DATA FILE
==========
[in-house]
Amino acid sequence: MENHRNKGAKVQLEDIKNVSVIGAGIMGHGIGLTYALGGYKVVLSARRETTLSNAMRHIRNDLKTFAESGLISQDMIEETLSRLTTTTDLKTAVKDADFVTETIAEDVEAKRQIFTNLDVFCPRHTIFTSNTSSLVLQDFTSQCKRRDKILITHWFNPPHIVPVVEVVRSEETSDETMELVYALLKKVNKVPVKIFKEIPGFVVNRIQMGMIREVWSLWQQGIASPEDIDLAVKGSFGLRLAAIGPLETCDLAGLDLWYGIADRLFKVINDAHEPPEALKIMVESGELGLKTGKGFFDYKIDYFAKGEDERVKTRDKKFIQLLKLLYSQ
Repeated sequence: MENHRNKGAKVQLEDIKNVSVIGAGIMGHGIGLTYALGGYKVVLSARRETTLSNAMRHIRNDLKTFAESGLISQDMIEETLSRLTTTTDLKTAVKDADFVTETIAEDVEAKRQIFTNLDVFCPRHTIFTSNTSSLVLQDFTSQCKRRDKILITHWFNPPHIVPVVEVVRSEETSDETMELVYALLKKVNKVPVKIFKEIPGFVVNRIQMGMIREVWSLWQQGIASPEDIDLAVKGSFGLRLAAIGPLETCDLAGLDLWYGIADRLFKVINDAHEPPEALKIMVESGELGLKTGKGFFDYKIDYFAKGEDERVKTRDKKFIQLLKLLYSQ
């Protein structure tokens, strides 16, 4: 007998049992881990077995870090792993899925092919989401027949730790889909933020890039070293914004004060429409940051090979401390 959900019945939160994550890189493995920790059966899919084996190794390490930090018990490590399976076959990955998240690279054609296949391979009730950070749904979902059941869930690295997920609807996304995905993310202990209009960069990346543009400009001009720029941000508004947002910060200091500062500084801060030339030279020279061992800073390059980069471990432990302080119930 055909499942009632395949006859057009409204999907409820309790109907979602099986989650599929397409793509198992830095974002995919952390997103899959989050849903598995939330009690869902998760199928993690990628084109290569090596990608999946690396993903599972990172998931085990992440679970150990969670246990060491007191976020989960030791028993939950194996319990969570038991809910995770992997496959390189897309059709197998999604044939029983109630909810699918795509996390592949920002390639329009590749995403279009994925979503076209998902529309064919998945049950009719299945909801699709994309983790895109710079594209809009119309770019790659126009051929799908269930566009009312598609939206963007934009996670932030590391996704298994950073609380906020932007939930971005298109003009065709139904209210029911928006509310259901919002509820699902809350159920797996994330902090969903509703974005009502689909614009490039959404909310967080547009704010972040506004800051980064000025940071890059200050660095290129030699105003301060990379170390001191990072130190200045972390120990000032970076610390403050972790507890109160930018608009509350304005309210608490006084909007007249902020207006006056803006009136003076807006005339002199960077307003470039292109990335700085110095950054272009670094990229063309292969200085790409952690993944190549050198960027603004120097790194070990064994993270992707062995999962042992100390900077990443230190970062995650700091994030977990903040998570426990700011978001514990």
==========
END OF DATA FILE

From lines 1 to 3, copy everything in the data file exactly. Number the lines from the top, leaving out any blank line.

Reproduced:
[in-house]
Amino acid sequence: MENHRNKGAKVQLEDIKNVSVIGAGIMGHGIGLTYALGGYKVVLSARRETTLSNAMRHIRNDLKTFAESGLISQDMIEETLSRLTTTTDLKTAVKDADFVTETIAEDVEAKRQIFTNLDVFCPRHTIFTSNTSSLVLQDFTSQCKRRDKILITHWFNPPHIVPVVEVVRSEETSDETMELVYALLKKVNKVPVKIFKEIPGFVVNRIQMGMIREVWSLWQQGIASPEDIDLAVKGSFGLRLAAIGPLETCDLAGLDLWYGIADRLFKVINDAHEPPEALKIMVESGELGLKTGKGFFDYKIDYFAKGEDERVKTRDKKFIQLLKLLYSQ
Repeated sequence: MENHRNKGAKVQLEDIKNVSVIGAGIMGHGIGLTYALGGYKVVLSARRETTLSNAMRHIRNDLKTFAESGLISQDMIEETLSRLTTTTDLKTAVKDADFVTETIAEDVEAKRQIFTNLDVFCPRHTIFTSNTSSLVLQDFTSQCKRRDKILITHWFNPPHIVPVVEVVRSEETSDETMELVYALLKKVNKVPVKIFKEIPGFVVNRIQMGMIREVWSLWQQGIASPEDIDLAVKGSFGLRLAAIGPLETCDLAGLDLWYGIADRLFKVINDAHEPPEALKIMVESGELGLKTGKGFFDYKIDYFAKGEDERVKTRDKKFIQLLKLLYSQ